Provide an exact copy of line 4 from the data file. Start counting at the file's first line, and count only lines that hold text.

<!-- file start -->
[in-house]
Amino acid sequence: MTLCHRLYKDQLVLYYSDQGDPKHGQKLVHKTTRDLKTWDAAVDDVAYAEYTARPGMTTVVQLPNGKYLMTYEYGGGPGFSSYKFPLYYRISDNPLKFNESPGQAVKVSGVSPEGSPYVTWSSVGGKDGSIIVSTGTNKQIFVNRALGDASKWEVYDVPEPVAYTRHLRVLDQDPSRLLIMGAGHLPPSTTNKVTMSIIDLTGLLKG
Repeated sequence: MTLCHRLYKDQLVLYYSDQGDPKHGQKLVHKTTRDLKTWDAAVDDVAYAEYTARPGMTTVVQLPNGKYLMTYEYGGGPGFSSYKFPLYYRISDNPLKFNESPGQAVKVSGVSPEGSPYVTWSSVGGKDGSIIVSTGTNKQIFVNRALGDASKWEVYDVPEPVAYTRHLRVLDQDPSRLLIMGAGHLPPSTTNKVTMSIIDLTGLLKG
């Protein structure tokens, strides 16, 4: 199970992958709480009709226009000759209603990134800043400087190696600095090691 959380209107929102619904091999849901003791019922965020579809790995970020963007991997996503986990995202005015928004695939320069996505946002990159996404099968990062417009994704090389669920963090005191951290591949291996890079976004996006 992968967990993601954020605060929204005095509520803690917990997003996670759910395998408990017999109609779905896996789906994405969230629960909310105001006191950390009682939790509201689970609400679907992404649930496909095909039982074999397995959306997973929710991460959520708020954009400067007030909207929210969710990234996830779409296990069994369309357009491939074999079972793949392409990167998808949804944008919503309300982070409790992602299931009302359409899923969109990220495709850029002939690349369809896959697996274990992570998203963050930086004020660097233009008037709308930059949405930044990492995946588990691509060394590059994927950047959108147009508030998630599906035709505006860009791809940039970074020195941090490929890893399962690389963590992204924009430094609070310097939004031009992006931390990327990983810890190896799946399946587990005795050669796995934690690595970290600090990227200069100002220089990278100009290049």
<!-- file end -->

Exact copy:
């Protein structure tokens, strides 16, 4: 199970992958709480009709226009000759209603990134800043400087190696600095090691 959380209107929102619904091999849901003791019922965020579809790995970020963007991997996503986990995202005015928004695939320069996505946002990159996404099968990062417009994704090389669920963090005191951290591949291996890079976004996006 992968967990993601954020605060929204005095509520803690917990997003996670759910395998408990017999109609779905896996789906994405969230629960909310105001006191950390009682939790509201689970609400679907992404649930496909095909039982074999397995959306997973929710991460959520708020954009400067007030909207929210969710990234996830779409296990069994369309357009491939074999079972793949392409990167998808949804944008919503309300982070409790992602299931009302359409899923969109990220495709850029002939690349369809896959697996274990992570998203963050930086004020660097233009008037709308930059949405930044990492995946588990691509060394590059994927950047959108147009508030998630599906035709505006860009791809940039970074020195941090490929890893399962690389963590992204924009430094609070310097939004031009992006931390990327990983810890190896799946399946587990005795050669796995934690690595970290600090990227200069100002220089990278100009290049």